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The Unexpected Impact of Lost Sleep

The Unexpected Impact of Lost Sleep

Feb 16, 2022

When you wake up groggy because you didn’t get enough sleep, you may not think much more of it than that you’ll need an extra cup of coffee or two. But not getting enough sleep repeatedly can have a real, negative impact on your quality of life and long-term health.

Short-term impacts of losing sleep include feeling a “mental fog,” having a difficult time remembering, feeling sleepy during the day, moodiness and feeling tired and unmotivated to take part in activities like exercise. 

The mental fog associated with sleeplessness can also put people in danger when driving. In 2019, drowsy driving caused 697 deaths, according to the National Highway Traffic Safety Administration. 

But there are long-term health impacts to lost sleep, too. Losing sleep over time can increase our risk of several chronic conditions. 

How Much Sleep is Enough?

The amount of sleep each person needs can change over the course of their life and vary from person to person. Infants may require 12-16 hours per day, while teens may need 8-10 hours. Adults should aim for about seven to eight hours of sleep each night. 

“Each adult is unique, but the general recommendation is seven to eight hours,” said John Keeley, Clinical Education Specialist at Inspira Sleep Center. “However, sleep quality is also important. Waking up frequently or snoring during the night may impact your sleep quality and leave you feeling tired the next day. These can also be signs of a possible sleep disorder.”

Sleep Loss and Chronic Diseases

Not getting enough sleep has been linked to several chronic conditions. Researchers believe that while you sleep, your brain restores its cells and removes “waste.” Not getting enough restful sleep, where you move through cycles of rapid-eye movement (REM) sleep and non-REM sleep, may keep this restorative work from happening.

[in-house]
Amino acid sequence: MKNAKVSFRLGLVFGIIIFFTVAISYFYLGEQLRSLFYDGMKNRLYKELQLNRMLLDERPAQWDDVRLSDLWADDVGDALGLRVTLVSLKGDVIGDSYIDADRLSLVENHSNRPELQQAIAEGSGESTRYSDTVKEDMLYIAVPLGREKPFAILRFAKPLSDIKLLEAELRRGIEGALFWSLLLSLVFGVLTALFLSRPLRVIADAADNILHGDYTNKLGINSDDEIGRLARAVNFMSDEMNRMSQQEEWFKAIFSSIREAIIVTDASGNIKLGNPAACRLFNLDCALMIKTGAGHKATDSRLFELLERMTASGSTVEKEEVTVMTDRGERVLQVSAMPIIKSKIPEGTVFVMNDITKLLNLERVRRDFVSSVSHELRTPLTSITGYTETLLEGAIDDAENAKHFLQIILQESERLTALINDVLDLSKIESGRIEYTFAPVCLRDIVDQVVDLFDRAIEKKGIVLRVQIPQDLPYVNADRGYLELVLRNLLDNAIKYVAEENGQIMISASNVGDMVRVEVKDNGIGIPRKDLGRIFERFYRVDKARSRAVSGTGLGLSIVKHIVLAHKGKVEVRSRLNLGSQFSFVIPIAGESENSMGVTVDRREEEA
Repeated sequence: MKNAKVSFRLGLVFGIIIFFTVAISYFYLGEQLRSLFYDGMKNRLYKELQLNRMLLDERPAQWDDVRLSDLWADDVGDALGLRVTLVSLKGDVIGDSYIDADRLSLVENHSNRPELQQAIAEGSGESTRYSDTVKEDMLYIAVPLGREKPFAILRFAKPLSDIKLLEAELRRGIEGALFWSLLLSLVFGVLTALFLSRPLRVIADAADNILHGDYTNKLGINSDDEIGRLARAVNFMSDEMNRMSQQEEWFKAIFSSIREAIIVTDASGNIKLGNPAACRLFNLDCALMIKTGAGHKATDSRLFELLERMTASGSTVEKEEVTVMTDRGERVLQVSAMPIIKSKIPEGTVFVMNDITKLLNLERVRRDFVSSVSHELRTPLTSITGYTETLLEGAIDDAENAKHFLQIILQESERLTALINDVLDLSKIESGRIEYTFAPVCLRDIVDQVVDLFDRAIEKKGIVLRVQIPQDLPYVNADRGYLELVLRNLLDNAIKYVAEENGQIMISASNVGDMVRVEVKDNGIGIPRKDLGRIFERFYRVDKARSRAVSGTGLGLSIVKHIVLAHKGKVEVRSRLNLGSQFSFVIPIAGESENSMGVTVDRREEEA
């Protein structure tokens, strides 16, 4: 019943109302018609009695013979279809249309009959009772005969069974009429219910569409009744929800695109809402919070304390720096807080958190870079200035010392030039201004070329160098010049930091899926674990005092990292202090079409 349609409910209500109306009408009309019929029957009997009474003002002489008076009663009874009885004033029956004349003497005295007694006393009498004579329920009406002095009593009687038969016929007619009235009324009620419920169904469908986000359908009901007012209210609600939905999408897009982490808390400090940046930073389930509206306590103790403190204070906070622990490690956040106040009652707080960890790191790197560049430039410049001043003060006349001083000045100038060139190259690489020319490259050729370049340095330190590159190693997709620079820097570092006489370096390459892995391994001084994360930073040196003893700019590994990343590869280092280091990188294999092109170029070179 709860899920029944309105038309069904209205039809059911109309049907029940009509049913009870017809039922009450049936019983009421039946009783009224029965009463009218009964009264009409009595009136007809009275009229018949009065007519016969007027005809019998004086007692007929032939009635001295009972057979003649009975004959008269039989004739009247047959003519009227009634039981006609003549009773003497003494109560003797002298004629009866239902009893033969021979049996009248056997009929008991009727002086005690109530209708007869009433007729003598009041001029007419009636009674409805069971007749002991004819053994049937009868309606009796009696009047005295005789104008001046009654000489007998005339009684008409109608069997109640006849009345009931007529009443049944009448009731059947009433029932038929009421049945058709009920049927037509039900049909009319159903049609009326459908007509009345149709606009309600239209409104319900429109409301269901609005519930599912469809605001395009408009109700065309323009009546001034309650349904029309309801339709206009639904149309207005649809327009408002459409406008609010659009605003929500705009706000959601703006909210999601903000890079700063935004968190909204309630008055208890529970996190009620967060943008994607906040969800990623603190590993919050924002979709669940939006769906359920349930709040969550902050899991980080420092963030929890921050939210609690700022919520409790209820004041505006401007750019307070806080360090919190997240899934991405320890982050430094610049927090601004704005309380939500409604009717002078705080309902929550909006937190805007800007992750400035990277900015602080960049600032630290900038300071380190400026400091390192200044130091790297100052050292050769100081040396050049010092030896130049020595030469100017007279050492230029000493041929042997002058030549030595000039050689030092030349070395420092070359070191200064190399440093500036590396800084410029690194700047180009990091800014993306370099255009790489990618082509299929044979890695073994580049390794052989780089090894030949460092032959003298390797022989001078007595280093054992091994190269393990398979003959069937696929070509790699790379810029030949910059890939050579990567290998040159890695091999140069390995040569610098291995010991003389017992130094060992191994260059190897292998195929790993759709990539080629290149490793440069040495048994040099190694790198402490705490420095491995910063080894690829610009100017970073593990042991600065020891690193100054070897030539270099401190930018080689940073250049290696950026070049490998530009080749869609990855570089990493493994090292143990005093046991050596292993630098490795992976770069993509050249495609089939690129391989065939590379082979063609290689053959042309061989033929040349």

According to the Centers for Disease Control and Prevention (CDC), sleep loss is linked to these chronic diseases:

  • Heart disease: Sleep apnea, where breathing stops during sleep, contributes to a poor night’s rest and is linked to heart attack, stroke, irregular heartbeat and high blood pressure.
  • Type 2 diabetes: Poor sleep quality, or not enough sleep, is linked to higher levels of hemoglobin A1c, which is a marker doctors look at to manage type 2 diabetes.
  • Obesity: Not getting enough sleep may be linked to metabolism issues, which could lead to obesity. 
  • Depression: The link between depression and sleep is still being studied, but it’s believed that sleep interruption, like during sleep apnea, can increase your likelihood of developing depression. 

Tips to Get Better Sleep

There are many reasons people don’t get enough or high-quality sleep, but there are tactics you can use to try to get better rest. 

“Try going to bed and waking at the same time every day—even on weekends; avoiding screen time (including TV) about an hour before bed; and generally making sleep a priority,” said Keeley. “While making time to get enough sleep is imperative, making sure we are achieving deep, restorative sleep is key to boosting the immune system and lowering the risk of metabolic diseases,”

If you’re still having trouble getting some Zzz’s, learn more about Inspira’s Sleep Centers

Inspira Health is a high reliability organization (HRO), which means safety is the top priority for patients and staff. 

Topics: Sleep